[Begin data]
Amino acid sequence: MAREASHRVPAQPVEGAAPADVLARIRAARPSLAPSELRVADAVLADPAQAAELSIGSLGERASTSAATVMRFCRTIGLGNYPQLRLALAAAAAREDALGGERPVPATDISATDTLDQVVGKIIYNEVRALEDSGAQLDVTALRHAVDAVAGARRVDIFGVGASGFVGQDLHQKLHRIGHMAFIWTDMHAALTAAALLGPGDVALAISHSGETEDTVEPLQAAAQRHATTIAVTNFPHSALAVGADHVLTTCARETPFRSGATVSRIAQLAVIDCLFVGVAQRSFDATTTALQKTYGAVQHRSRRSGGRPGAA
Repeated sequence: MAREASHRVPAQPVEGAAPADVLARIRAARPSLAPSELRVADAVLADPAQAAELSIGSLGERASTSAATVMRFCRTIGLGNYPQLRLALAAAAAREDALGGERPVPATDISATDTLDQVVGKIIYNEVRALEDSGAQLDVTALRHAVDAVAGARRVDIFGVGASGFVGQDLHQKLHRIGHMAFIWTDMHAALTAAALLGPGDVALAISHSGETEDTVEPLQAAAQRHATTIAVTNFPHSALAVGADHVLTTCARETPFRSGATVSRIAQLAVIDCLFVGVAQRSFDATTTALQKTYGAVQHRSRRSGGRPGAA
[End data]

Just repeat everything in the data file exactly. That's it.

Amino acid sequence: MAREASHRVPAQPVEGAAPADVLARIRAARPSLAPSELRVADAVLADPAQAAELSIGSLGERASTSAATVMRFCRTIGLGNYPQLRLALAAAAAREDALGGERPVPATDISATDTLDQVVGKIIYNEVRALEDSGAQLDVTALRHAVDAVAGARRVDIFGVGASGFVGQDLHQKLHRIGHMAFIWTDMHAALTAAALLGPGDVALAISHSGETEDTVEPLQAAAQRHATTIAVTNFPHSALAVGADHVLTTCARETPFRSGATVSRIAQLAVIDCLFVGVAQRSFDATTTALQKTYGAVQHRSRRSGGRPGAA
Repeated sequence: MAREASHRVPAQPVEGAAPADVLARIRAARPSLAPSELRVADAVLADPAQAAELSIGSLGERASTSAATVMRFCRTIGLGNYPQLRLALAAAAAREDALGGERPVPATDISATDTLDQVVGKIIYNEVRALEDSGAQLDVTALRHAVDAVAGARRVDIFGVGASGFVGQDLHQKLHRIGHMAFIWTDMHAALTAAALLGPGDVALAISHSGETEDTVEPLQAAAQRHATTIAVTNFPHSALAVGADHVLTTCARETPFRSGATVSRIAQLAVIDCLFVGVAQRSFDATTTALQKTYGAVQHRSRRSGGRPGAA